3/8234 Lance Corporal WRIGHT FREEMAN.

6th Battalion, Yorkshire Regiment.

Died of wounds, aged 42, on the 10th August 1915.

Born at Market Raisen. Enlisted at Richmond, N Yorks.

Husband of Elizabeth Freeman, of 33 Thomas St, New Skelton, N Yorks.

Helles Memorial, Gallipoli.

1911. Wright, age 37, is living at 46 Cunningham St, Newport, Middlesbrough and working on the Blast Furnaces there.
His Wife, Elizabeth, age 37 was born in Lancashire, no place given. They have had 5 children and 4 are still living:-
Robert, age 10, who was born at Eastgate, Weardale. Florence, 6, Wright, 4 and Lilian Annie, 2, all born in Thornaby on Tees.
A baby, Walter, is listed as Grandson.
Whether Elizabeth had other children prior to marriage is not known.
Presumably the family moved to Skelton before the start of the First War.
The 6th Bn, Yorkshire Regiment were formed at Richmond on the 25th August 1914.
They were attached to 32nd Brigade, part of the 11th (Northern) Division.
It was formed of volunteers, under the care of the War Office.
Initially without equipment or arms of any kind, the recruits were judged to be ready by late Spring 1915, and it was ordered to reinforce the beleagured garrison on Gallipoli.
1 July 1915 : sailed from Liverpool, landing Alexandria, and on to Mudros, completing concentration by 28 July 1915.
Wright's Medal Card show that he first arrived in a theatre of War on the 14th July 1915.
On the 6th August attempts were made to land 2 Divisions at Suvla Bay. The 6th Yorks drove the Ottoman defenders off the small hillock of Lala Baba which overlooked the beach. All but two of the Battalion's officers became casualties, as did one third of the men - 250.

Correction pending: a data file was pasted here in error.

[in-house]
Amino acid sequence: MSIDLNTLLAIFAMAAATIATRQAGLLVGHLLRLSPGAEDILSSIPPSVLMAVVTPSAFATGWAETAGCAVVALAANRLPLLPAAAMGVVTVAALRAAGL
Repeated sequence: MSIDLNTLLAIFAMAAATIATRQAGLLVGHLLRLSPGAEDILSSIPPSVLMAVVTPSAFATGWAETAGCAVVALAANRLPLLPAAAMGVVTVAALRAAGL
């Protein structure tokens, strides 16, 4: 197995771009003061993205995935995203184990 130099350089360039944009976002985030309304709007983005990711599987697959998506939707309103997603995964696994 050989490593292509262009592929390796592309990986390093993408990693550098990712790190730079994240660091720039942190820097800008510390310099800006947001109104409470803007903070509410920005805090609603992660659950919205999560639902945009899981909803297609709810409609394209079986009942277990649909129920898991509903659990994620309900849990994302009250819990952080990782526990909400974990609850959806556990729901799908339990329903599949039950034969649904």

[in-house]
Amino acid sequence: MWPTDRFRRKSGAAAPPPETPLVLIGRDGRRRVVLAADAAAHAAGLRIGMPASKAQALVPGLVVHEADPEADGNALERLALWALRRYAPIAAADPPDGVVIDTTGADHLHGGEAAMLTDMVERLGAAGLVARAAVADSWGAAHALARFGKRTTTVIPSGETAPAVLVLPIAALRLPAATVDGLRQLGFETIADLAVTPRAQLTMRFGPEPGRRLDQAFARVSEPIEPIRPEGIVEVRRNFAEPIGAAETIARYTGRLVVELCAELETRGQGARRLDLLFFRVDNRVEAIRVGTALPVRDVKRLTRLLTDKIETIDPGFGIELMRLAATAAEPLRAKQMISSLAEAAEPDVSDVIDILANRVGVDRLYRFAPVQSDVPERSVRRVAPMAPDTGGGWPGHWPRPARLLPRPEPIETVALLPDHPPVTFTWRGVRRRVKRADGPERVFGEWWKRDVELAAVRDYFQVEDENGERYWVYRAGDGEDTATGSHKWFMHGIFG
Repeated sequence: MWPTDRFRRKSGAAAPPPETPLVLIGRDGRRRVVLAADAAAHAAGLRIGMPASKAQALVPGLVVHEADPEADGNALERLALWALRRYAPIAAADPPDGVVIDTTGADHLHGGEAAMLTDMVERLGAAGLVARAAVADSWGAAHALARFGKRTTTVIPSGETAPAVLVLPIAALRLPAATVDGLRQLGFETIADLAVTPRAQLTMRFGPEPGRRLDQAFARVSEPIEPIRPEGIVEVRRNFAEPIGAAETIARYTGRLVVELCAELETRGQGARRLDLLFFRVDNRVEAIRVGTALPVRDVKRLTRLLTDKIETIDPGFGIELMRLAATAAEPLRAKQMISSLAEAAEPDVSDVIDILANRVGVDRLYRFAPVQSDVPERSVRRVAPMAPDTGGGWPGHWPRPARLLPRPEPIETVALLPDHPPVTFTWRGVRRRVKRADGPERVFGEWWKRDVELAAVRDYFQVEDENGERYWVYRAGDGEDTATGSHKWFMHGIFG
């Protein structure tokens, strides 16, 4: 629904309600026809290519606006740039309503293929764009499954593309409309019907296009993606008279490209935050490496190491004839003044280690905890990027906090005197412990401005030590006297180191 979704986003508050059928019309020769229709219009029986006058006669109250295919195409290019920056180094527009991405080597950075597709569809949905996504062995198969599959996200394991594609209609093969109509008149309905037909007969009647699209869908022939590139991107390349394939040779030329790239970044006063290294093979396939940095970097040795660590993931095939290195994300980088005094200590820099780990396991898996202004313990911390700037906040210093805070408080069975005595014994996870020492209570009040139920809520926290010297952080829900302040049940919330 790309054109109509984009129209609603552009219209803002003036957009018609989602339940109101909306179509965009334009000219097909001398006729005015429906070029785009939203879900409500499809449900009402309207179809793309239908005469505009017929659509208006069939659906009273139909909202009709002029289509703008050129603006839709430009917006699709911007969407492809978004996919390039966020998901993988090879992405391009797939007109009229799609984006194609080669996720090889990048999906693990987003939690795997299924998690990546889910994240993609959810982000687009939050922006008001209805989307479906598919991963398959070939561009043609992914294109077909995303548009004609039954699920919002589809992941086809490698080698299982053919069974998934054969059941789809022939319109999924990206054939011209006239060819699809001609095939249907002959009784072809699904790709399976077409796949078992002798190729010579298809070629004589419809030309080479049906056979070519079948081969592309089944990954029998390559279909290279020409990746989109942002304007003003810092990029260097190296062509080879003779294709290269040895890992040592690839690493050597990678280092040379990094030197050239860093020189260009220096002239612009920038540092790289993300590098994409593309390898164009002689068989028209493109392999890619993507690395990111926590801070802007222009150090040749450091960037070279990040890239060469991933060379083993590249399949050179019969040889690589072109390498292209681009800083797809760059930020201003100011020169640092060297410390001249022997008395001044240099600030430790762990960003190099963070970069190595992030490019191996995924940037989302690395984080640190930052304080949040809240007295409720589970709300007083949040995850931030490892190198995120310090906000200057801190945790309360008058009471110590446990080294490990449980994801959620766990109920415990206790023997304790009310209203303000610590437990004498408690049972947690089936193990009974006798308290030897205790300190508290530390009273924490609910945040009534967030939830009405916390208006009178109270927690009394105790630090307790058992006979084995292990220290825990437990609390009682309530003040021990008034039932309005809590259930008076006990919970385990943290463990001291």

On the 7th the situation was reported as chaotic, with the men desparate for drinking water and under constant shrapnel and sniper fire.
Wright died of wounds on the 10th.
The General commanding was later sacked.
The troops were evacuated in January 1916 with 265,000 allied dead.

Wright has no known grave and is commemorated on the Helles Memorial, which is one of five Memorials to the Missing for Commonwealth troops who lost their lives in the eight month-long Gallipoli campaign and who have no known grave.
There are 20,837 names commemorated on the memorial, which stands on the tip of the Gallipoli Peninsula and takes the form of an obelisk over 30 metres high that can be seen by ships passing through the Dardanelles.

Go back to 1918 - 1919.
Go back to 1915.
Main Contents Page.